The Purchasing Managers’ Index (PMI)

The Purchasing Managers’ Index (PMI) is a critical economic indicator used to gauge the health of the manufacturing and service sectors. It represents the economic trends and conditions from the perspective of purchasing managers across various industries.

What is the PMI?

The PMI is a barometer of economic trends in the manufacturing and service sectors. It consolidates the perspectives of purchasing managers who oversee supply chains in their respective companies, offering a snapshot of whether the market conditions are expanding, stagnant, or contracting. PMI surveys cover new orders, inventory levels, production, supplier deliveries, and employment, with each component weighted equally.

Example: If 55% of purchasing managers report that new orders are increasing, 35% report no change, and 10% report a decrease, the PMI would signal economic expansion, typically resulting in a PMI above 50.

How the PMI Works

The PMI is calculated monthly by the Institute for Supply Management (ISM) based on surveys sent to executives at over 400 companies in 19 industries. These industries are selected based on their contribution to the GDP. The PMI ranges from 0 to 100, where a reading above 50 indicates expansion compared to the previous month, below 50 indicates contraction, and a reading of 50 signals no change.

The PMI formula is:

PMI = (P1 * 1) + (P2 * 0.5) + (P3 * 0)


  • P1 = percentage of respondents reporting improvement
  • P2 = percentage of respondents reporting no change
  • P3 = percentage of respondents reporting deterioration

Example: If 70% of respondents see improvement, 20% see no change, and 10% see deterioration, the PMI would be (70 * 1) + (20 * 0.5) + (10 * 0) = 80, indicating robust economic expansion.

The Purchasing Managers' Index (PMI)

Economic Impact of PMI

PMI data informs decisions across various managerial roles. For instance, in the automotive industry, a manufacturer might use PMI data to forecast demand and make decisions on production schedules, raw material purchases, and labor requirements.

Example: An automaker noticing a PMI above 60, indicating strong growth, may decide to increase production volumes and purchase more raw materials like steel and plastics to meet expected higher demand.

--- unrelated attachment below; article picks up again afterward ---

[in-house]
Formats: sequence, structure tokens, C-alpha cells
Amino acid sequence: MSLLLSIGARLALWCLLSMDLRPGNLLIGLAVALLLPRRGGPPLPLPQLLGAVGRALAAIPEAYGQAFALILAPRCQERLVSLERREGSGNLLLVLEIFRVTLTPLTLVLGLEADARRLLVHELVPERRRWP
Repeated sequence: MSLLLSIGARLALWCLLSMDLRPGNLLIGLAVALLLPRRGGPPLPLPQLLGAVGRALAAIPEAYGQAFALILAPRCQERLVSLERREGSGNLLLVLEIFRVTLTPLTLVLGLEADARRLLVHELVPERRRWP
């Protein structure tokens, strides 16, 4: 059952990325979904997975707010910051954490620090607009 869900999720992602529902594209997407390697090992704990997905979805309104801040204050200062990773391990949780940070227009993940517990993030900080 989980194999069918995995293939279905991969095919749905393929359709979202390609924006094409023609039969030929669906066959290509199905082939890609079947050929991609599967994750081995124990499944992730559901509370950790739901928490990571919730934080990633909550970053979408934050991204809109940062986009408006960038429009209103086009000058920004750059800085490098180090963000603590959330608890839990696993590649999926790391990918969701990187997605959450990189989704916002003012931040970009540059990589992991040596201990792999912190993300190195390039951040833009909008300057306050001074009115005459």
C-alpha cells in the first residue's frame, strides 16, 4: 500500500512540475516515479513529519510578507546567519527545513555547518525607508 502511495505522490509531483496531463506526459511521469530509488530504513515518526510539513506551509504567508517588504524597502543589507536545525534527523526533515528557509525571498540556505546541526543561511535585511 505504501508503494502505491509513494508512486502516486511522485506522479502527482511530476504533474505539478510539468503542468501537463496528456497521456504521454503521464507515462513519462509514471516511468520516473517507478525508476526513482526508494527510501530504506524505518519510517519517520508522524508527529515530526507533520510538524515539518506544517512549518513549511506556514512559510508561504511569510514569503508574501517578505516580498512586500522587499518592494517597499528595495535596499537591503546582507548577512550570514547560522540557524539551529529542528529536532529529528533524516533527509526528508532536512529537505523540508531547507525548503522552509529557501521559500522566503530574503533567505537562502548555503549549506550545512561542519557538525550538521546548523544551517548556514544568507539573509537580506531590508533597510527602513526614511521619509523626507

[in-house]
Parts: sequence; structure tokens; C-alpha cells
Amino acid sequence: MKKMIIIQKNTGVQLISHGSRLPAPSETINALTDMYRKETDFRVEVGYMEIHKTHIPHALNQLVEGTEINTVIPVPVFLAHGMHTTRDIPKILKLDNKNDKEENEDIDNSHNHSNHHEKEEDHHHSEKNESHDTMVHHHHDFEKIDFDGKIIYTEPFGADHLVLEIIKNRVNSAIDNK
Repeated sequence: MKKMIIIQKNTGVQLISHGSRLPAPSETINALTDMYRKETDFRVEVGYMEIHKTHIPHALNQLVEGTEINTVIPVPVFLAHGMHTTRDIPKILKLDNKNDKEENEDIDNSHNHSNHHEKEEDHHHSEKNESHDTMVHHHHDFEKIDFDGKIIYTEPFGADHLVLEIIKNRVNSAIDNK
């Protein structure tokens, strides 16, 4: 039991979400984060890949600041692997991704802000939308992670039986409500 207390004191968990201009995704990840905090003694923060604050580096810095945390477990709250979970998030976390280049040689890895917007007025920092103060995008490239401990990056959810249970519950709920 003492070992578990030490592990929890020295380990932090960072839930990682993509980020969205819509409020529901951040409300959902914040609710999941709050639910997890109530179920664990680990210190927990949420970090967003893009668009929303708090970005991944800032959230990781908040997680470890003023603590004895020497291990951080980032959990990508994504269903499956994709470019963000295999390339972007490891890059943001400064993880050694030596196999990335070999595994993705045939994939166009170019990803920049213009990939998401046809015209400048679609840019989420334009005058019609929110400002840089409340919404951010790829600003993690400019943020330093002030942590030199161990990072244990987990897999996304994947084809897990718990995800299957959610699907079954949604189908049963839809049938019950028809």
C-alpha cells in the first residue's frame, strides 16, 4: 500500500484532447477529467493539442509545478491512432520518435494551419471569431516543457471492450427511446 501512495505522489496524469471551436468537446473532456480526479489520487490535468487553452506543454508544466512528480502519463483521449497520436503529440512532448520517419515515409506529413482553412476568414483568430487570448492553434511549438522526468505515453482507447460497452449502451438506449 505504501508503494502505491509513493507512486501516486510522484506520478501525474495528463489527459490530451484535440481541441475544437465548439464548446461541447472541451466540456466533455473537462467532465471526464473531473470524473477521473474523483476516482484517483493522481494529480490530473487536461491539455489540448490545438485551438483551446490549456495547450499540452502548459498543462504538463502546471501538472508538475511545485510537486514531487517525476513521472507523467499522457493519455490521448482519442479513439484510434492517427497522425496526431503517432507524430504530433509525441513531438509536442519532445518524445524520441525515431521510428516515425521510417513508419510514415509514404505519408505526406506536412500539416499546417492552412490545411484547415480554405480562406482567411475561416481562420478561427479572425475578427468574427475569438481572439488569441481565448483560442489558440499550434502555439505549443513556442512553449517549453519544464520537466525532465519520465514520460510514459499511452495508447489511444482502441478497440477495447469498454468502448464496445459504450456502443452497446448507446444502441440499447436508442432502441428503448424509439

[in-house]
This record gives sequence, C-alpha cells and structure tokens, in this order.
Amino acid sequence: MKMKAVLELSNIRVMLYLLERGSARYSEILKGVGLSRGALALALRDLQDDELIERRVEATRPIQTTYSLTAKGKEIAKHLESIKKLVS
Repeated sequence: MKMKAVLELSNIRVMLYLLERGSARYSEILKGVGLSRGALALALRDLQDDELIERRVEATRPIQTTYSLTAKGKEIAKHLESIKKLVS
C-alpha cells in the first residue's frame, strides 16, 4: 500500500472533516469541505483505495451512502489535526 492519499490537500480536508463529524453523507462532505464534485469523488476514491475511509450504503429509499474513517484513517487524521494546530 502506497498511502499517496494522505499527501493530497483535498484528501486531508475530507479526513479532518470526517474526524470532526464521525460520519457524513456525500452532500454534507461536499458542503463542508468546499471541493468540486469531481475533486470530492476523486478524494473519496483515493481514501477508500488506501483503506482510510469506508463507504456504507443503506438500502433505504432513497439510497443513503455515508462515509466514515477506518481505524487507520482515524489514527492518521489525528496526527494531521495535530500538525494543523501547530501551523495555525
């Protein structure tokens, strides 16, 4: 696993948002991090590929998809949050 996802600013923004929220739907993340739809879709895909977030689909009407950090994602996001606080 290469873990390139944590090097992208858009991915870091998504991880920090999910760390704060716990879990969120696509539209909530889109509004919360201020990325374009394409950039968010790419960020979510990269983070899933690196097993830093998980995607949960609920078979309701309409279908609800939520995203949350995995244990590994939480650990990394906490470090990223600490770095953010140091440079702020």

Suppliers also use PMI to adjust their operations and pricing strategies. For example, a parts supplier tracking a rising PMI may anticipate increased orders from manufacturers and may adjust their production plans and pricing accordingly.

Example: If a parts supplier observes a PMI rise to 65, suggesting strong demand, they might increase production and raise prices to reflect higher costs and greater demand from their clients.

Investors utilize PMI as a leading economic indicator. Changes in PMI often precede shifts in broader economic metrics such as GDP growth, industrial output, and employment levels, making it a valuable tool for making informed investment decisions.

Example: An investor noting a consistent PMI rise may predict economic growth and decide to invest in equities within the manufacturing sector, anticipating higher corporate earnings and stock price appreciation.

How to Interpret PMI for Strategic Decisions

Businesses use PMI data for strategic planning and operational adjustments. For instance, a company might revise its budget forecasts, adjust inventory levels, or alter workforce management based on PMI insights.

Example: A retail chain noticing a PMI decline might reduce inventory orders and delay expansion plans, anticipating lower consumer demand in the near future.

PMI data is also essential for economic policymakers and analysts. Governments and central banks monitor PMI trends to make policy decisions that support economic stability and growth.

Example: A central bank observing a declining PMI might consider lowering interest rates to stimulate economic activity.


In conclusion, the PMI is an indispensable tool for business leaders, investors, and policymakers, providing early insights into economic conditions. By understanding and leveraging PMI data, stakeholders can make more informed decisions, anticipate market trends, and strategically navigate the economic landscape.